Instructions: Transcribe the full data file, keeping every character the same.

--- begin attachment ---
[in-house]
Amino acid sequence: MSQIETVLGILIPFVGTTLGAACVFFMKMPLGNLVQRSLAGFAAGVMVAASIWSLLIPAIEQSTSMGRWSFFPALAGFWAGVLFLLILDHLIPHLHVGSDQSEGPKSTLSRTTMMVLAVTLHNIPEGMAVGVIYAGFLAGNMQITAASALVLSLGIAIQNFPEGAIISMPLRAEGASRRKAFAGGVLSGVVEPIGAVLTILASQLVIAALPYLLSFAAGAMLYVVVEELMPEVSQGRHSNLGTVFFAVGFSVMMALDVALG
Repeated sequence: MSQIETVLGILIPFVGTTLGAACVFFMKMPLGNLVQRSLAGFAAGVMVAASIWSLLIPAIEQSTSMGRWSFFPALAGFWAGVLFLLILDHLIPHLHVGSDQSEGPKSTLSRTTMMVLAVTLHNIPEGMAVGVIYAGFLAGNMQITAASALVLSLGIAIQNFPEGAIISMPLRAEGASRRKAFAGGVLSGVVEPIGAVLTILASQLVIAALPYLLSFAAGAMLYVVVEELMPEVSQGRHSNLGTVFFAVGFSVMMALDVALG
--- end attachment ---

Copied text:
[in-house]
Amino acid sequence: MSQIETVLGILIPFVGTTLGAACVFFMKMPLGNLVQRSLAGFAAGVMVAASIWSLLIPAIEQSTSMGRWSFFPALAGFWAGVLFLLILDHLIPHLHVGSDQSEGPKSTLSRTTMMVLAVTLHNIPEGMAVGVIYAGFLAGNMQITAASALVLSLGIAIQNFPEGAIISMPLRAEGASRRKAFAGGVLSGVVEPIGAVLTILASQLVIAALPYLLSFAAGAMLYVVVEELMPEVSQGRHSNLGTVFFAVGFSVMMALDVALG
Repeated sequence: MSQIETVLGILIPFVGTTLGAACVFFMKMPLGNLVQRSLAGFAAGVMVAASIWSLLIPAIEQSTSMGRWSFFPALAGFWAGVLFLLILDHLIPHLHVGSDQSEGPKSTLSRTTMMVLAVTLHNIPEGMAVGVIYAGFLAGNMQITAASALVLSLGIAIQNFPEGAIISMPLRAEGASRRKAFAGGVLSGVVEPIGAVLTILASQLVIAALPYLLSFAAGAMLYVVVEELMPEVSQGRHSNLGTVFFAVGFSVMMALDVALG